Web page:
POETRY IN TRANSLATION (401). Mahmoud DARWISH (1941, Palestina – 2008, SUA): “I come from there”, “Vin de pe meleaguri îndepărtate”

Mine is the moon .... And the immortal olive tree.

Mine is the moon ….
And the immortal olive tree.


Vin de pe meleaguri îndepărtate

Mahmoud DARWISH (1941, Palestina – 2008, SUA)


Vin de pe meleaguri îndepărtate, dar am memoria vie

Fiind zămislit, aşa cum sunt muritorii, dintr-o mumă

Într-o casă cu multe ferestre,

Având fraţi, prieteni,

Şi o celulă de închisoare cu o fereastră rece.

Valul îmi aparţine, purtat de albatroşi,

Spre un orizont ce este al meu

Cu un fir de iarbă mai mult.

La sfârşitul cuvintelor Luna îmi aparţine

Ca şi stolul de păsări

Şi măslinul nemuritor.

Am cutreierat pământul acesta înainte ca săbiile

Să facă din trupul viu o masă de ospăţ.

Eu sunt născut aici. Dau ofranda cerului, mumei sale.

Şi plâng ca să mă audă

Norul pribeag.

Am învăţat toate cuvintele supuse justiţiei sângelui

Astfel ca să înving legea.

Am învăţat toate cuvintele care le-am tocat mărunt

Ca să fac din ele un singur cuvânt: Patrie….


Versiune în limba Română de Constantin ROMAN, Londra,
© 2016, Copyright Constantin ROMAN

* * * * * *

Poems Mahmoud DARWISH

Poems Mahmoud DARWISH


Mahmoud Darwish

(b. 13 March 1941, Palestine – d. 9 August 2008, Houston, Texas, USA)


I Come From There

I come from there and I have memories
Born as mortals are, I have a mother
And a house with many windows,
I have brothers, friends,
And a prison cell with a cold window.
Mine is the wave, snatched by sea-gulls,
I have my own view,
And an extra blade of grass.
Mine is the moon at the far edge of the words,
And the bounty of birds,
And the immortal olive tree.
I walked this land before the swords
Turned its living body into a laden table.
I come from there. I render the sky unto her mother
When the sky weeps for her mother.
And I weep to make myself known
To a returning cloud.
I learnt all the words worthy of the court of blood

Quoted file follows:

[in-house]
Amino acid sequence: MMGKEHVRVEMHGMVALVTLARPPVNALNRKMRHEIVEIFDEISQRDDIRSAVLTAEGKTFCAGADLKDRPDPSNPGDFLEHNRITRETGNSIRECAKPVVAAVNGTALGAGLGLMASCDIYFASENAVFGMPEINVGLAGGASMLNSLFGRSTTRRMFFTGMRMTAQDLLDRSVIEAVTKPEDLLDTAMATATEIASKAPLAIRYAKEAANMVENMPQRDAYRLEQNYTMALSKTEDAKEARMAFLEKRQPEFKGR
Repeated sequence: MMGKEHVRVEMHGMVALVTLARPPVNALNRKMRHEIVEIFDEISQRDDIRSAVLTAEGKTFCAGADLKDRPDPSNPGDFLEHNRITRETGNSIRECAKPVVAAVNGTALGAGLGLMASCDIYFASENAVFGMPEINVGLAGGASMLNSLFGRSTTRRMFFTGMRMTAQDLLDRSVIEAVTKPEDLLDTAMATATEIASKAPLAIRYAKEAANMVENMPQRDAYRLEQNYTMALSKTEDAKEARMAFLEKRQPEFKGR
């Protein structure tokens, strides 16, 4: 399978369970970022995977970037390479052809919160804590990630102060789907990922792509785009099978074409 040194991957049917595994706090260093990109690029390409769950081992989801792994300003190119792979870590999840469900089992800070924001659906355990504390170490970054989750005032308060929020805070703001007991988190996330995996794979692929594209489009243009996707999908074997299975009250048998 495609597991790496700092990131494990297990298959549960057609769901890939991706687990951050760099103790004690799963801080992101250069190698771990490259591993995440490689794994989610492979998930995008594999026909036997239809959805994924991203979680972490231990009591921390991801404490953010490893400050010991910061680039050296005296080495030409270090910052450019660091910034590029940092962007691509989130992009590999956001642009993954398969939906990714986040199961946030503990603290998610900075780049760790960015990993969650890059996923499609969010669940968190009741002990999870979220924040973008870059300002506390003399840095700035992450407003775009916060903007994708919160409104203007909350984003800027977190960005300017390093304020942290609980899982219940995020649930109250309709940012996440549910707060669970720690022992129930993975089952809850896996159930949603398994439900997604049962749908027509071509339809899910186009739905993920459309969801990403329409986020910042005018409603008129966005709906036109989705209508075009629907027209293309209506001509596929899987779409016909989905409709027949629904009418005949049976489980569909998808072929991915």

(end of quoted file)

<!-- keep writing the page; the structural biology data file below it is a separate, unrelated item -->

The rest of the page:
So that I could break the rule.
I learnt all the words and broke them up
To make a single word: Homeland…..


* * * * *

Mahmoud Darwish

Mahmoud Darwish

  SHORT BIO NOTE: Poet and author Mahmoud Darwish (Arabic: محمود درويش‎‎, 13 March 1941 – 9 August 2008) was regarded as Palestine’s national poet. In his work, Palestine became a metaphor for the loss of Eden, birth and resurrection, and the anguish of dispossession and exile. He was the man of action through his poetry.




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POETRY IN TRANSLATION (155): Marin SORESCU (1936-1996), ROMANIA – “Passport”

July 9th, 2016 · Books, Diaspora, Education, Famous People, International Media, PEOPLE, Poetry, quotations, Reviews, Translations

POETRY IN TRANSLATION (155): Marin SORESCU (1936-1996), ROMANIA – “Passport”

Marin Sorescu - cartoon by Stefan Popa

Marin Sorescu – cartoon by Stefan Popa

Marin SORESCU (1936-1996)
To cross the border
Between the sunflower
And the moonflower
Between the alphabet
Of handwritten events
And printed events.

To be friend of all atoms
Which form the light
To sing with the atoms which sing
To cry
With the atoms which die
To enter into all the days of one’s life
Without restriction
No matter whether they fall on one side or the other
Of the word

This passport
Is written in my bones
On my skull, femur, phalanges and spine
All arranged in a way
To make clear
My right to be man.


Translated from the Romanian by:
Constantin Roman (Peterhouse, Cambridge)


Published in:
Encounter, London, December 1972 –
“Three Poems by Marin Sorescu

Encounter Magazine